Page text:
> I am surprised, in all the comments here, that no one recognizes the efficacy of these clinics in other state.

Well, it's Mr. Broken Record here, saying I used it and it was excellent. So far, if I recall correctly, I haven't heard from a community or individual that allowed 'em and had a problem. Perhaps we will hear.

Dino William Ramzi said...

Paul, I must strongly and vociferously disagree. This represents nothing more than an ER diversion effort on the part of hospitals and ends up hurting the community health centers that your city relies upon so much for it's community's care. If the CHC's were not providing sufficient convenience, they could have been engaged and partnered with. I am aware of multiple CHC's and FQHC's in multiple markets that have tried and failed to work with regional hospitals to provide just the kind of service levels that would keep people out of ER's and in convenient clinical settings. I perceive two reasons for the failure: some ER's benefit financially from the needless traffic (frequently critical-access hospitals in rural areas) or just sheer ignorance of the role of an FQHC/CHC.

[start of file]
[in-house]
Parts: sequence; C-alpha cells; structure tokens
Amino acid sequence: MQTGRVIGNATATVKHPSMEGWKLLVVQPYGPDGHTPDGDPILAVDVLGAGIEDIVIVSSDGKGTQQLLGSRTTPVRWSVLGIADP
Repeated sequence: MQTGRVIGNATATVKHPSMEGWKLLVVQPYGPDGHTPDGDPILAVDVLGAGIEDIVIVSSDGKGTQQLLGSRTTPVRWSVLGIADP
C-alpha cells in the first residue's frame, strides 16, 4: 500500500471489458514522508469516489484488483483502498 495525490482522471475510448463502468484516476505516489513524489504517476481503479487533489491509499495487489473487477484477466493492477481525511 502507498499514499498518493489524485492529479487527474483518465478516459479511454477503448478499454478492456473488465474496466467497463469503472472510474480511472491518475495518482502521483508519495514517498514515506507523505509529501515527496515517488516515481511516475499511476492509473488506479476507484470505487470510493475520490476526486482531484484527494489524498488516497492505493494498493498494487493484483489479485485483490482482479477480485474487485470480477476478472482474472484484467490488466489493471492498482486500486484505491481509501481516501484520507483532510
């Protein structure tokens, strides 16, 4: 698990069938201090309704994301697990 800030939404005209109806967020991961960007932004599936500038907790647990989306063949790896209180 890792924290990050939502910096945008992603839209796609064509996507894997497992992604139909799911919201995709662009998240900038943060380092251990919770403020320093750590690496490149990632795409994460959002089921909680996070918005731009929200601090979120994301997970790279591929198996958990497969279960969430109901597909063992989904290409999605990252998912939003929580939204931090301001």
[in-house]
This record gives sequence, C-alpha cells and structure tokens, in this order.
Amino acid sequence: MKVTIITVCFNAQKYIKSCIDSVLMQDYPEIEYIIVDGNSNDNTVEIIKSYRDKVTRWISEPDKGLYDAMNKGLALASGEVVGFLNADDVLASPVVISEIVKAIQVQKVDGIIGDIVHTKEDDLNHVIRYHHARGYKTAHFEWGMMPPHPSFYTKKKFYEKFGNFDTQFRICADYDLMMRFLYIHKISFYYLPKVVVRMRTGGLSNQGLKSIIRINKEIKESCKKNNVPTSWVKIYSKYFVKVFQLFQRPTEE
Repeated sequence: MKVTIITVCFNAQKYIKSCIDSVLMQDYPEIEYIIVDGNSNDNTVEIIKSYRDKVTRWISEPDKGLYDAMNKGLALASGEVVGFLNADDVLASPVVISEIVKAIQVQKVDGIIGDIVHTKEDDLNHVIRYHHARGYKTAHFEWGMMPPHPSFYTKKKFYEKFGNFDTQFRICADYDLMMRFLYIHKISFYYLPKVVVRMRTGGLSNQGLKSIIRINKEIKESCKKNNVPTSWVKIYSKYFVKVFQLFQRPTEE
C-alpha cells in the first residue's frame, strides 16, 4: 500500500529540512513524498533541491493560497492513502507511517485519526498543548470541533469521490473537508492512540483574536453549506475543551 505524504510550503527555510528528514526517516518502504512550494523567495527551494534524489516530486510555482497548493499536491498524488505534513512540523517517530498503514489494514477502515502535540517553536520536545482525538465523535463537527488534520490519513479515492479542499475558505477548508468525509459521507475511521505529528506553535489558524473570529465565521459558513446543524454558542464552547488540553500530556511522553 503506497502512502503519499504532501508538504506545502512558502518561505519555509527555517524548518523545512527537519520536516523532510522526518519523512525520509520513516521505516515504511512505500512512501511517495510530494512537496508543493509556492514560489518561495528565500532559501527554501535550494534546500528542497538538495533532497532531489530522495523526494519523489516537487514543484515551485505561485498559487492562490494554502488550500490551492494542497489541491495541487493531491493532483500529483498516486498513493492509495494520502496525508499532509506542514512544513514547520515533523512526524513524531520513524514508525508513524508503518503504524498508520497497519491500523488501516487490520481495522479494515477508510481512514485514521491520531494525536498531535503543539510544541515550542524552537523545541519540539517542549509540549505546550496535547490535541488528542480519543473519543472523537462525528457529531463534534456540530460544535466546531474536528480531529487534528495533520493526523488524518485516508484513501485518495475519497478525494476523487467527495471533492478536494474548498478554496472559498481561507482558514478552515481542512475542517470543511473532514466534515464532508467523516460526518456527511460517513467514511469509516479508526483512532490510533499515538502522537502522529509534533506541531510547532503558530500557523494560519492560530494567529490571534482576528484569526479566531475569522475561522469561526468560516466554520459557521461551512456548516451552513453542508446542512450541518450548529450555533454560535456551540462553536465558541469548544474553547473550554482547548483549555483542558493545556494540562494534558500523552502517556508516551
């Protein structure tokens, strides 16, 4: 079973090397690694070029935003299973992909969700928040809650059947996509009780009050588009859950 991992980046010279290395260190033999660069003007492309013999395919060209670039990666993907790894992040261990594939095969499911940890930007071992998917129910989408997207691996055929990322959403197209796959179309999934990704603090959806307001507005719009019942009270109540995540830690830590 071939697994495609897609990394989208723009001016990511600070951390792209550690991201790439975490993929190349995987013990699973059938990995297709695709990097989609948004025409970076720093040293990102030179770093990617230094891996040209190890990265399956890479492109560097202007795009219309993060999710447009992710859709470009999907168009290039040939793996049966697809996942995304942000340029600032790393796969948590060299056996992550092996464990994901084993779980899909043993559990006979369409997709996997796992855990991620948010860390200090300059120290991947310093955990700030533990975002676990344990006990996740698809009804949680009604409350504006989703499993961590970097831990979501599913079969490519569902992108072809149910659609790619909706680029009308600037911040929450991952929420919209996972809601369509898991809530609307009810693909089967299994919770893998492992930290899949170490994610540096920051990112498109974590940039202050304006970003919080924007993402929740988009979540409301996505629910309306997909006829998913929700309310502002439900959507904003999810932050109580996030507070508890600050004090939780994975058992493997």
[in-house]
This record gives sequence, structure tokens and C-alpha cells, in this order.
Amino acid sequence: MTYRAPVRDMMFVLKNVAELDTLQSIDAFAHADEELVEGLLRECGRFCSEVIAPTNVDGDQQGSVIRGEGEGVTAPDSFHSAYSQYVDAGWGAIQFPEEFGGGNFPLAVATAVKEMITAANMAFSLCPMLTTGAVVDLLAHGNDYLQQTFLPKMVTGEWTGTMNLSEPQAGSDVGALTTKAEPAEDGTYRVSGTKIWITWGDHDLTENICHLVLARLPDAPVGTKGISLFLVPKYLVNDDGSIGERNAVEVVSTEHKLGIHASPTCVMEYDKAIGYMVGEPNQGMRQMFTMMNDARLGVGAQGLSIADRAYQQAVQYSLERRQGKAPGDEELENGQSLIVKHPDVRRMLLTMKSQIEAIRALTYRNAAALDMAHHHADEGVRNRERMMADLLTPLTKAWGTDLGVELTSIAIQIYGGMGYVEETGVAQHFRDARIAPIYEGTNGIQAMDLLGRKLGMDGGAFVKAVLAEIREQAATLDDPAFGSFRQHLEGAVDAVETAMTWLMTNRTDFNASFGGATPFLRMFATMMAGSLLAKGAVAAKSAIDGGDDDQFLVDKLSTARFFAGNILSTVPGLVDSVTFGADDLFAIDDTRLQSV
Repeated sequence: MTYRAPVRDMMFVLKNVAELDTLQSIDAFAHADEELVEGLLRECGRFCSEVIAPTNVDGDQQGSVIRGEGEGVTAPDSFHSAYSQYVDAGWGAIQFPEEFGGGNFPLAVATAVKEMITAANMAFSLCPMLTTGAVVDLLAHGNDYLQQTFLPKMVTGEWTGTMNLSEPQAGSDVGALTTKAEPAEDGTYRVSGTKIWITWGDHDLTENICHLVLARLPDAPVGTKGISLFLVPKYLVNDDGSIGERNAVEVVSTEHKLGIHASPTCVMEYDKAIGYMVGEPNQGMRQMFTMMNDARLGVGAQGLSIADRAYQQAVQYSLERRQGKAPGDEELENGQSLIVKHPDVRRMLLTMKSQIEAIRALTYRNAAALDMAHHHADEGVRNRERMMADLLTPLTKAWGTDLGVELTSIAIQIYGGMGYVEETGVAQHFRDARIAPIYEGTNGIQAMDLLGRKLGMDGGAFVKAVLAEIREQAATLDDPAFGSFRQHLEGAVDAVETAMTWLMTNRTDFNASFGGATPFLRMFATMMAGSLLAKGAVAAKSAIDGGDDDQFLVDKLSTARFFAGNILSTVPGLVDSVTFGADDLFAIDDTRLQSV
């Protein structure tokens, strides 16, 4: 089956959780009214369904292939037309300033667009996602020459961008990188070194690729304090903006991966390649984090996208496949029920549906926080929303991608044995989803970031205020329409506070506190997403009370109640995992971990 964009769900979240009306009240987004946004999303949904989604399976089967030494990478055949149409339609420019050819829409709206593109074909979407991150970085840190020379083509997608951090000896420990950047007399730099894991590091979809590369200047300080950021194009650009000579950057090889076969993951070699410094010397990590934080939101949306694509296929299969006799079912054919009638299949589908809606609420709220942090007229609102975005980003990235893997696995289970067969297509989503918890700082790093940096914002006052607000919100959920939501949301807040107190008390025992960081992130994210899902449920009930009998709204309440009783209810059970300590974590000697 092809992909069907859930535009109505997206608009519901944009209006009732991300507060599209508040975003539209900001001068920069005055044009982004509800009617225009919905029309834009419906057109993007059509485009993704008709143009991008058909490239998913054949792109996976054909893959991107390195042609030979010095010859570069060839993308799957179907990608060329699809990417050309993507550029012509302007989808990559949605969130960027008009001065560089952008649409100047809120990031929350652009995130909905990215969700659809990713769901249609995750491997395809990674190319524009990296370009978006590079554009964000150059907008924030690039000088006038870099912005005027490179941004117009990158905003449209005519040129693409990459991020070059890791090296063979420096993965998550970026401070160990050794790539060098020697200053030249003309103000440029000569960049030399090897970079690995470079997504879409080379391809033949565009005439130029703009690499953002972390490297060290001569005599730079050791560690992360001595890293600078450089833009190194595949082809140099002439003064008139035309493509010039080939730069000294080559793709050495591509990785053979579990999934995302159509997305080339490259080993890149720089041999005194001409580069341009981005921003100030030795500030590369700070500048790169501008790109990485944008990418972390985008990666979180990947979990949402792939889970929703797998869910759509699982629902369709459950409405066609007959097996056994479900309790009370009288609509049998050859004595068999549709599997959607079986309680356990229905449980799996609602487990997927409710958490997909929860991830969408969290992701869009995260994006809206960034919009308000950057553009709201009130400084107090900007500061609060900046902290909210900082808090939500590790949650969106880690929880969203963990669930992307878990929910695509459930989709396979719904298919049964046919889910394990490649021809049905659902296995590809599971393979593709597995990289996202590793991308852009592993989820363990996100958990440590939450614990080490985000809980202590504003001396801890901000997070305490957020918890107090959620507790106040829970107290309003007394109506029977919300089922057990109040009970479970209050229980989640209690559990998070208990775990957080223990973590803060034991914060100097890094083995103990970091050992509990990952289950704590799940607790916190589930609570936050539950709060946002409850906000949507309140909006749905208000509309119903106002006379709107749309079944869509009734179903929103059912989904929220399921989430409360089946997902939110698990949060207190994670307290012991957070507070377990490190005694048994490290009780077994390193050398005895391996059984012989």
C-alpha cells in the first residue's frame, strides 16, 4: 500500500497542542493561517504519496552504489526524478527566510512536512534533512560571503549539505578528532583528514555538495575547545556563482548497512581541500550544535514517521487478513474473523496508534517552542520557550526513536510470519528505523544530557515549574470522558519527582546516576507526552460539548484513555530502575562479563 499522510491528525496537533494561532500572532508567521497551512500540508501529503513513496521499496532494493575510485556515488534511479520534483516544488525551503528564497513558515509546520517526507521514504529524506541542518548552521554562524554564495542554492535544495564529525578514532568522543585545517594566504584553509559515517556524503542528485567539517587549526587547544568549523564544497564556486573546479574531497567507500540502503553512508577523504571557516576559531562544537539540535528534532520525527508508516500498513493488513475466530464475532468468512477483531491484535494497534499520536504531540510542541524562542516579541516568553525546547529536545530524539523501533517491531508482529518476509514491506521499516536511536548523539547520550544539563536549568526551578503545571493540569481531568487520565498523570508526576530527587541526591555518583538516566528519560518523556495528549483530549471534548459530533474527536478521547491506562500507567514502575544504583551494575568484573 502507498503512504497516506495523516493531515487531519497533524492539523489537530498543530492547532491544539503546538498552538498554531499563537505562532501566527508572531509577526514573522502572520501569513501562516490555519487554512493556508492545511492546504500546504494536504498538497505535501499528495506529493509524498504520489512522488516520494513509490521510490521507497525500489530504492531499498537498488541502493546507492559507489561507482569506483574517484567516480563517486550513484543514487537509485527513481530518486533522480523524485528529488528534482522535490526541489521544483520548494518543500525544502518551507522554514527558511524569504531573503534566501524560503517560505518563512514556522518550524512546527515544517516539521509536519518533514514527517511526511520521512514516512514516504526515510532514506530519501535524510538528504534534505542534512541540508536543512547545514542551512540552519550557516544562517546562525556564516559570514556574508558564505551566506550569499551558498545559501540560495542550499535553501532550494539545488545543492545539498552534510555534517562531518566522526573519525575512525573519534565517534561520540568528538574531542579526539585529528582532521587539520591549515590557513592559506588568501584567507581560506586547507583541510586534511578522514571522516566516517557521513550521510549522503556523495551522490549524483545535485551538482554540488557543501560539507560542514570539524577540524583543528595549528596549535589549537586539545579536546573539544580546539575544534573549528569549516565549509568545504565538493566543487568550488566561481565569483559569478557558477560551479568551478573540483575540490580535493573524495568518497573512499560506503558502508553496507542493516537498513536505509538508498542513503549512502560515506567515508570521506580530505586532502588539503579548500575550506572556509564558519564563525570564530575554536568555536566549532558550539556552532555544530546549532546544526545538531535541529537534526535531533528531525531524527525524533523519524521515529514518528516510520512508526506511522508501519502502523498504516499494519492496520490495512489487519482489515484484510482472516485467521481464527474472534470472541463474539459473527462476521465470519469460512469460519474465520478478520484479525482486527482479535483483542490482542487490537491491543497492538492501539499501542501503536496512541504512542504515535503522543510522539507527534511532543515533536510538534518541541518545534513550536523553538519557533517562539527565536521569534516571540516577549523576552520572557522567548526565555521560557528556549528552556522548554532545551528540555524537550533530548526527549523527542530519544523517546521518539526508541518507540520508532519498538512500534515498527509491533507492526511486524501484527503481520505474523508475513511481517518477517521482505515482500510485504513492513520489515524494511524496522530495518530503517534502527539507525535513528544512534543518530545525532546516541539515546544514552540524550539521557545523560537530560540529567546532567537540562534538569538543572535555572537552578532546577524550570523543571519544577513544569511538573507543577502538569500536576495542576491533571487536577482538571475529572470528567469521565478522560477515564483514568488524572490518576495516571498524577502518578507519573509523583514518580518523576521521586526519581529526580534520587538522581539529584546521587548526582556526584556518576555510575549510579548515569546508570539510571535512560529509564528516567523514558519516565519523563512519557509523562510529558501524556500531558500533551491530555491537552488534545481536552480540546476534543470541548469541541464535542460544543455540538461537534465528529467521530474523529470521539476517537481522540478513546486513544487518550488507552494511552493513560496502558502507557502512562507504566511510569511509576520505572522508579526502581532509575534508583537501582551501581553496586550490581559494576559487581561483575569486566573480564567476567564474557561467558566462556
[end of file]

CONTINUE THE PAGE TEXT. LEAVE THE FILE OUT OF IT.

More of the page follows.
This is not going to benefit the health of Boston's population. It is not efficacy which I dispute. It is the law of unintended consequences which I am invoking.

More at:

Anonymous said...


Please provide some evidence that these storefront clinics have had this effect in the several other states where they have existed.

You also fail to talk about the many parts of the state where there are not community health centers, where people have no option but to go to ERs with minor acuity cases when they can't get access to a PCP.

Anonymous said...

The implicit issue being raised seems to relate to the assumption that most everyone believes that they are entitled to the best medical care. While the fact remains that we all can't have a Harvard Medical School graduate quarterbacking our individualized treatment plan, knowing what you know (i.e. how zebras often first appear to be horses) and family vacations aside, is this where YOU would send a family member?